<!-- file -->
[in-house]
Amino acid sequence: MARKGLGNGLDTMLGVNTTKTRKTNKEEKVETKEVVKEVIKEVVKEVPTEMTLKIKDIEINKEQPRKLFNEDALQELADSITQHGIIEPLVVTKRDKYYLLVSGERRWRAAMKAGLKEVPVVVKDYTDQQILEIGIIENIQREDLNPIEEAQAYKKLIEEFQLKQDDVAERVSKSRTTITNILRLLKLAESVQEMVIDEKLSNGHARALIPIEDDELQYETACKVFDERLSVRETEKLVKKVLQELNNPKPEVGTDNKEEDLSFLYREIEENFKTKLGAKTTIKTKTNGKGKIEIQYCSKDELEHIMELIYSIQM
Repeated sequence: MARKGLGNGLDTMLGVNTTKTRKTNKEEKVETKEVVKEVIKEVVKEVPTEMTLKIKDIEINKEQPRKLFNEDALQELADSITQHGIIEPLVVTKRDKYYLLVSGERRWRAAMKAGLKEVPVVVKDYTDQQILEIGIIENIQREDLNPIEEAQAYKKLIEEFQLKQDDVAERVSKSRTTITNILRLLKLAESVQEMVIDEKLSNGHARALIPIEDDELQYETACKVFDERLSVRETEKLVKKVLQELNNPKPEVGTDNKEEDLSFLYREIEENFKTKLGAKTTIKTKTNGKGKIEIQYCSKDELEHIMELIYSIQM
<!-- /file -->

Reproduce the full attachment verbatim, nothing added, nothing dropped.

[in-house]
Amino acid sequence: MARKGLGNGLDTMLGVNTTKTRKTNKEEKVETKEVVKEVIKEVVKEVPTEMTLKIKDIEINKEQPRKLFNEDALQELADSITQHGIIEPLVVTKRDKYYLLVSGERRWRAAMKAGLKEVPVVVKDYTDQQILEIGIIENIQREDLNPIEEAQAYKKLIEEFQLKQDDVAERVSKSRTTITNILRLLKLAESVQEMVIDEKLSNGHARALIPIEDDELQYETACKVFDERLSVRETEKLVKKVLQELNNPKPEVGTDNKEEDLSFLYREIEENFKTKLGAKTTIKTKTNGKGKIEIQYCSKDELEHIMELIYSIQM
Repeated sequence: MARKGLGNGLDTMLGVNTTKTRKTNKEEKVETKEVVKEVIKEVVKEVPTEMTLKIKDIEINKEQPRKLFNEDALQELADSITQHGIIEPLVVTKRDKYYLLVSGERRWRAAMKAGLKEVPVVVKDYTDQQILEIGIIENIQREDLNPIEEAQAYKKLIEEFQLKQDDVAERVSKSRTTITNILRLLKLAESVQEMVIDEKLSNGHARALIPIEDDELQYETACKVFDERLSVRETEKLVKKVLQELNNPKPEVGTDNKEEDLSFLYREIEENFKTKLGAKTTIKTKTNGKGKIEIQYCSKDELEHIMELIYSIQM